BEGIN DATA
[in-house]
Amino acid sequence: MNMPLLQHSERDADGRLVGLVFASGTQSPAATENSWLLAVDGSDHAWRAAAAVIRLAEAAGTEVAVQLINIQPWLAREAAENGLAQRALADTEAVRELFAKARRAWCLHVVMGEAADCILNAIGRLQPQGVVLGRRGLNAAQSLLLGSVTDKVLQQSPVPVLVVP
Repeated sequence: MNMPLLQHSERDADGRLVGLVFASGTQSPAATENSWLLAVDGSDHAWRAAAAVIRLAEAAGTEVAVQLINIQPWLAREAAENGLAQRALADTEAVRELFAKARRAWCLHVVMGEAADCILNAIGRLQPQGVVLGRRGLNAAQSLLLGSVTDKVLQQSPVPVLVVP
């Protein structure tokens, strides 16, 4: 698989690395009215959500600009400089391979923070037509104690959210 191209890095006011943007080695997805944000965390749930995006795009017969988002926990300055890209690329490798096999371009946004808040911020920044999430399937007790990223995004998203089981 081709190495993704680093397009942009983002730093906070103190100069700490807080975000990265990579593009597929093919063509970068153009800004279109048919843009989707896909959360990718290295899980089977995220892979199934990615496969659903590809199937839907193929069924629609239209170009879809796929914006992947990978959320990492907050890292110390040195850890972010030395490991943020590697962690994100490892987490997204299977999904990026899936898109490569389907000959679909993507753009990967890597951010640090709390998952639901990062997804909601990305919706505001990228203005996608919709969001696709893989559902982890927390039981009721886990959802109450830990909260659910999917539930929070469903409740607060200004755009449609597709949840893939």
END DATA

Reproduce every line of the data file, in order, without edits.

[in-house]
Amino acid sequence: MNMPLLQHSERDADGRLVGLVFASGTQSPAATENSWLLAVDGSDHAWRAAAAVIRLAEAAGTEVAVQLINIQPWLAREAAENGLAQRALADTEAVRELFAKARRAWCLHVVMGEAADCILNAIGRLQPQGVVLGRRGLNAAQSLLLGSVTDKVLQQSPVPVLVVP
Repeated sequence: MNMPLLQHSERDADGRLVGLVFASGTQSPAATENSWLLAVDGSDHAWRAAAAVIRLAEAAGTEVAVQLINIQPWLAREAAENGLAQRALADTEAVRELFAKARRAWCLHVVMGEAADCILNAIGRLQPQGVVLGRRGLNAAQSLLLGSVTDKVLQQSPVPVLVVP
């Protein structure tokens, strides 16, 4: 698989690395009215959500600009400089391979923070037509104690959210 191209890095006011943007080695997805944000965390749930995006795009017969988002926990300055890209690329490798096999371009946004808040911020920044999430399937007790990223995004998203089981 081709190495993704680093397009942009983002730093906070103190100069700490807080975000990265990579593009597929093919063509970068153009800004279109048919843009989707896909959360990718290295899980089977995220892979199934990615496969659903590809199937839907193929069924629609239209170009879809796929914006992947990978959320990492907050890292110390040195850890972010030395490991943020590697962690994100490892987490997204299977999904990026899936898109490569389907000959679909993507753009990967890597951010640090709390998952639901990062997804909601990305919706505001990228203005996608919709969001696709893989559902982890927390039981009721886990959802109450830990909260659910999917539930929070469903409740607060200004755009449609597709949840893939």